Yankee Siege Breaks 2000 Feet on Way to New World Record

That's right folks, you heard it here first! Yankee Siege shook off their troubles from yesterday, whatever they were and FINALLY broke 2000 feet with a 2034 foot shot! Needless to say, they are in first place after two days with that shot. More interesting is where the rest of the field placed. Pumpkin Hammer shot a shorter distance than yesterday, but Hokie Hurler broke 1300 feet! Congratulations to them. Great Gourd Experiment looked to improve their distance, but we did not get the actual number. First in Fright finally got off a decent trajectory shot and broke 1100 feet!

Merlin in First, Medieval Postal Service Breaks 900 Feet

Day 1 is in the books with some very interesting results. First Yankee Siege only shot around 1295 feet after some very impressive-looking test shots yesterday. Pupmkin Hammer fired as a standard HCW as expected and went 1100 feet or so. Hokie Hurler followed up with an OUTSTANDING 1187 feet! Great Gourd Experiment bombed one out around 600 feet or so, and First in Fright had a massive pop up that netted them 350 feet roughly. Then Medieval Postal Service shot one out there to 916.04 feet, but it was a very flat trajectory and our sling may have rotated in midflight causing the pumpkin to come out slightly sideways, likely robbing us of some distance. Unfortunately it is not clear in the video if this happened for sure or not. What is known is that our trajectory was fairly flat, though not terribly so. We can only try again, we know we have much more distance. Morganna shot a decent shot, but only 500 feet or so probably and Fred the Treb was in roughly the same range, maybe a bit shorter even.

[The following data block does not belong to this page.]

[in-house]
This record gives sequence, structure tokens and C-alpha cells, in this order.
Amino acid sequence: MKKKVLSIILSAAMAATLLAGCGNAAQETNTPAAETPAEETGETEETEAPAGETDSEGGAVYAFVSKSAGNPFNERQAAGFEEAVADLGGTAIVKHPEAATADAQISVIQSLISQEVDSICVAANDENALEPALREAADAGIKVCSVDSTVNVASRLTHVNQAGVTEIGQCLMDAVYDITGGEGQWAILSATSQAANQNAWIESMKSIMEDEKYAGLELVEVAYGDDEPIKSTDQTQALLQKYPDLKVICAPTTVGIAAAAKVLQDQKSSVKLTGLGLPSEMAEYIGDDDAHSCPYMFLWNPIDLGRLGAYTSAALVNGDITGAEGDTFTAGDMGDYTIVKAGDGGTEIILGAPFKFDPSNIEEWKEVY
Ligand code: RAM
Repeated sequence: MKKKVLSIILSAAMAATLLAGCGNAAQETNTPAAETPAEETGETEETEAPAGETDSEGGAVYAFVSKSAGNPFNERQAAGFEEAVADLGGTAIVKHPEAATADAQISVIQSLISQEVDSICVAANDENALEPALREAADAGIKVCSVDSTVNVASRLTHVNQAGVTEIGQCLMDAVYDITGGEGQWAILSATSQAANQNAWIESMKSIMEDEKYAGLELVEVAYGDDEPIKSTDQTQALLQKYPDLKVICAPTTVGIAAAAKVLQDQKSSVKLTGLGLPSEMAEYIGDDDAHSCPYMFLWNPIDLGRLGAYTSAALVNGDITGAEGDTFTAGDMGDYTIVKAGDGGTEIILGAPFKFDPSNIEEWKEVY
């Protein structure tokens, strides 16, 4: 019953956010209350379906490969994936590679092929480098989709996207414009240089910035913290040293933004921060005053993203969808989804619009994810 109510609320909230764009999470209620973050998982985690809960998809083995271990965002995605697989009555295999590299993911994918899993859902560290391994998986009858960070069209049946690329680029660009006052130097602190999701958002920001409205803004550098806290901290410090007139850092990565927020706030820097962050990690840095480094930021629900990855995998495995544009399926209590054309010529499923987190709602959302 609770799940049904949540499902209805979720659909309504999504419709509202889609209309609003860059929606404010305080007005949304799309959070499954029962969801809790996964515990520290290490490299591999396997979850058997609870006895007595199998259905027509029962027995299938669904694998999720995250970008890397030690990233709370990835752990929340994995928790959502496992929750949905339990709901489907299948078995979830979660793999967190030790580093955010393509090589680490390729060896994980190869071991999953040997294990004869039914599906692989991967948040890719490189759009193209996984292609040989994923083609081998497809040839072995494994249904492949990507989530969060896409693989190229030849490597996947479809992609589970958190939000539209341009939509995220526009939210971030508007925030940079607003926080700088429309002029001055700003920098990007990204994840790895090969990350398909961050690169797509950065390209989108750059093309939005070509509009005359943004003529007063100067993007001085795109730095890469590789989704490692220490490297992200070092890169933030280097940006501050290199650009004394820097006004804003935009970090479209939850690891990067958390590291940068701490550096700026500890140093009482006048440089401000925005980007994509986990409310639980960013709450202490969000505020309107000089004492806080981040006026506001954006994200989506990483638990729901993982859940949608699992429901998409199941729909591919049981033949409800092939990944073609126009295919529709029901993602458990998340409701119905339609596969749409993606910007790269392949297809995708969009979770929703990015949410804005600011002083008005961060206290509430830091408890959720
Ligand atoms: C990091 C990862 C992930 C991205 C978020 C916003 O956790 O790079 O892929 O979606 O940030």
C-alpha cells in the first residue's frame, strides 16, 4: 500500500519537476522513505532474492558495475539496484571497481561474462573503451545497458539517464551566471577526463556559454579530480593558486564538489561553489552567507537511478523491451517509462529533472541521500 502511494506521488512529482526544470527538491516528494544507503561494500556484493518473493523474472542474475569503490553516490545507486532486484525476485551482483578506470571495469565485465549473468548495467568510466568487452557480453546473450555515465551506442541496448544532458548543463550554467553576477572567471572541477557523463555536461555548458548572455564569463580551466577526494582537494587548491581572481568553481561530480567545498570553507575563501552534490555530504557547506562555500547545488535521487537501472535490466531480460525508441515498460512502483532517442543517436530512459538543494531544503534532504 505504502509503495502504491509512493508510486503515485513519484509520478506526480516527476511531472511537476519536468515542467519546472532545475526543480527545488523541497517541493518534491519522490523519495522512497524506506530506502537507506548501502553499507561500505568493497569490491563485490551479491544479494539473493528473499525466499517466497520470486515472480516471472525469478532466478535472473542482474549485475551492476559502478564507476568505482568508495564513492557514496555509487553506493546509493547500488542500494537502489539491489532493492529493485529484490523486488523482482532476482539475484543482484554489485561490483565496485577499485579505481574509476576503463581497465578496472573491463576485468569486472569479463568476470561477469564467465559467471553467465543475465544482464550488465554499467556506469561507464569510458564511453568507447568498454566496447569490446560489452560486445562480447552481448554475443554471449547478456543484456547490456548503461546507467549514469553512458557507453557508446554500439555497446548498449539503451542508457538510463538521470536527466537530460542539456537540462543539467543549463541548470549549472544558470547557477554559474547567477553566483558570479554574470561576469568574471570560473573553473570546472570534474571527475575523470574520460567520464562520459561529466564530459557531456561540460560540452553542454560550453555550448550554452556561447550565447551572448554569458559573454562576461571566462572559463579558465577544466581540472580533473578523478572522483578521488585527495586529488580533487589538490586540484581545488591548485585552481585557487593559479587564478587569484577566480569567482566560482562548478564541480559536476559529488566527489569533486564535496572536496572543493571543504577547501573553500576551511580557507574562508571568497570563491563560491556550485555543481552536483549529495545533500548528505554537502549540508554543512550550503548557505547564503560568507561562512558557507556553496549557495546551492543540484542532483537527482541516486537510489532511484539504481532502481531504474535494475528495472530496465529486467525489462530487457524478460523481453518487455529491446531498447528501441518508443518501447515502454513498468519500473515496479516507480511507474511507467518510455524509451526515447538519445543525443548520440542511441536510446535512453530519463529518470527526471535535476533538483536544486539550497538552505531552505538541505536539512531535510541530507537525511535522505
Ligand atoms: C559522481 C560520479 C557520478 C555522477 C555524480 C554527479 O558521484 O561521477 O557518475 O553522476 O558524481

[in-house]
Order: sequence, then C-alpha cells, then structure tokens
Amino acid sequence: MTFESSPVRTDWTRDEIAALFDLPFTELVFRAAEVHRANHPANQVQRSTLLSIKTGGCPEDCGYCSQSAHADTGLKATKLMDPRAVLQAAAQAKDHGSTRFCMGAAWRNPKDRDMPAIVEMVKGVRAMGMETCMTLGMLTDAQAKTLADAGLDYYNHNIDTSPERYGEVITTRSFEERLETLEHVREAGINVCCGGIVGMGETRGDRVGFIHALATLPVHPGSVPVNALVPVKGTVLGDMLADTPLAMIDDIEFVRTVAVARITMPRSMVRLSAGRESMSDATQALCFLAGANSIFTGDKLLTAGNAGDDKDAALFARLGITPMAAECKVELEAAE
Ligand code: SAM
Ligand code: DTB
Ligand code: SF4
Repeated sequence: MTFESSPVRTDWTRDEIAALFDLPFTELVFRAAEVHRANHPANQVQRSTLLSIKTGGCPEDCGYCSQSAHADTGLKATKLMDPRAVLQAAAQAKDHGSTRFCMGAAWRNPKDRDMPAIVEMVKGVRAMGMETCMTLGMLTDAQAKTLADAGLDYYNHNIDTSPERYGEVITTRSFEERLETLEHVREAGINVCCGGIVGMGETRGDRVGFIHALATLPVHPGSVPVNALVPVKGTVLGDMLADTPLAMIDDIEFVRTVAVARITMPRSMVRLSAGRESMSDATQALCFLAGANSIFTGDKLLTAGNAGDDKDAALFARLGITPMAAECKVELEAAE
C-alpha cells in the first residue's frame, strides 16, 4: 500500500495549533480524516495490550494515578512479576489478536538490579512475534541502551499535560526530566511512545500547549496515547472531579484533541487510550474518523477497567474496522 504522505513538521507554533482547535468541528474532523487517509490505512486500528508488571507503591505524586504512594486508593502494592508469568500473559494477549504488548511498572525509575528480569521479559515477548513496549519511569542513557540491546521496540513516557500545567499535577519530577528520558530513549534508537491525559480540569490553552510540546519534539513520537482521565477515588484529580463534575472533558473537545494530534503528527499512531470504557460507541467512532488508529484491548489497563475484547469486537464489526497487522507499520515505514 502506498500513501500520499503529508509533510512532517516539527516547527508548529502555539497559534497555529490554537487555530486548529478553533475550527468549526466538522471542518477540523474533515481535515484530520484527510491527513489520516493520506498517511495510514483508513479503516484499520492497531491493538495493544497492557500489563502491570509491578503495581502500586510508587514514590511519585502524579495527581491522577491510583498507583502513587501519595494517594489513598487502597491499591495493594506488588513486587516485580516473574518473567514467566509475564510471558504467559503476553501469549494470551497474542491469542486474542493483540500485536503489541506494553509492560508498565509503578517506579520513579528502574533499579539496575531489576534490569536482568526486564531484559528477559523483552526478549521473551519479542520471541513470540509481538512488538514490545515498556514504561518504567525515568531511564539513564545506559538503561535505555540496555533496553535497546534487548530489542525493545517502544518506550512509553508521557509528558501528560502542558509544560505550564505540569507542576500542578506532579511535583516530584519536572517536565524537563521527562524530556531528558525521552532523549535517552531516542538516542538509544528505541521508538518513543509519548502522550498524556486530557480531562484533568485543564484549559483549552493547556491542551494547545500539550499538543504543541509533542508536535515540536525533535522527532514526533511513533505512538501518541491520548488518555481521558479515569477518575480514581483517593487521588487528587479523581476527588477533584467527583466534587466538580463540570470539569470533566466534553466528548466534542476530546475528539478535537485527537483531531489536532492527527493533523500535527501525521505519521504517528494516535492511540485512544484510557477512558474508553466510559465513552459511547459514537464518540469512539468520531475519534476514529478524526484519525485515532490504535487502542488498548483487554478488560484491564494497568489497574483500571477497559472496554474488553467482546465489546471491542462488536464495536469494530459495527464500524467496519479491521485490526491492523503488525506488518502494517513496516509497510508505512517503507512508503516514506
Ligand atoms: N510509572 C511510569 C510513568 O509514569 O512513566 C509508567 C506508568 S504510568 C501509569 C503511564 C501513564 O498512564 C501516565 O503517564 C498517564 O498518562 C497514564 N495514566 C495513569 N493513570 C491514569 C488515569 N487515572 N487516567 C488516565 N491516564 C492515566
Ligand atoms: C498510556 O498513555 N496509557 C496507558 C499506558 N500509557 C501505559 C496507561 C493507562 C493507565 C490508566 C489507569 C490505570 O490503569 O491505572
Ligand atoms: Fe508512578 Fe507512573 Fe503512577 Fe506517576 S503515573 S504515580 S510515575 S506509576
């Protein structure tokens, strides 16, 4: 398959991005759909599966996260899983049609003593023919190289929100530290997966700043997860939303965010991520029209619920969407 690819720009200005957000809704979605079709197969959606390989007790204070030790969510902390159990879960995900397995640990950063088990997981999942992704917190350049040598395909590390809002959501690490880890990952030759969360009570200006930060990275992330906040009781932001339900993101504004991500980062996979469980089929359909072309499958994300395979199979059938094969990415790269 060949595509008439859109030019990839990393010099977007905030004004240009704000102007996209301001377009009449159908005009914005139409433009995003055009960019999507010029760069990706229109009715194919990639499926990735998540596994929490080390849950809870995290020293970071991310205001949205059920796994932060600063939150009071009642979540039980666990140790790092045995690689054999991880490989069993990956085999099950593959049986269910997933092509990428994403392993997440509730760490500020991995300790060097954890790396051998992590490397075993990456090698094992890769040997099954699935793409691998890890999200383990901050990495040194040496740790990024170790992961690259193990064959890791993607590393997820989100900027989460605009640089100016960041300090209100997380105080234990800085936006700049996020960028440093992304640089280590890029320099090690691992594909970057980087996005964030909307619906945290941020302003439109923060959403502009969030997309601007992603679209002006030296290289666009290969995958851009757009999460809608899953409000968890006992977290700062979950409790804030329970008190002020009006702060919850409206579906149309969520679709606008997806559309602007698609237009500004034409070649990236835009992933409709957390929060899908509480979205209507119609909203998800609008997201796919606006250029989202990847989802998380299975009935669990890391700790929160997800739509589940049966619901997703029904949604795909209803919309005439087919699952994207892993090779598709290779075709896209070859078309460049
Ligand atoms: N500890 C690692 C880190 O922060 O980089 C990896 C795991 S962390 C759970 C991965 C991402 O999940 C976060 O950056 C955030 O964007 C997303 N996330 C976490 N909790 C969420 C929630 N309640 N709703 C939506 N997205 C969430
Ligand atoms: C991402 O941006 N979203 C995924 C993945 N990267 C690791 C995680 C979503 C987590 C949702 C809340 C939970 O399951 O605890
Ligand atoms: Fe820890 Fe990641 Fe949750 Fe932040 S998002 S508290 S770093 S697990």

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Use "common sense" when operating trebuchets and catapults. Even little ones can be dangerous. Do not place anything you are not willing to lose in the plane of the arm rotation (this includes yourself, body parts, car windshields, cameras, etc). These catapults and trebuchets are capable of throwing just as far backwards as forwards, and the use of a backstop of some sort is recommended, though the use of one does not make the region behind it safe.

Also, just because the throw got away safely downrange does not mean the end of the danger. The arm is likely still swinging wildly along with the counterweight, and there is a sling whipping around. One thing many people fail to take into account is this sling; some people put a metal ring on the slip end of the sling and this ring can HURT when whipping around!

Have fun hurling, but please KEEP IT SAFE!!!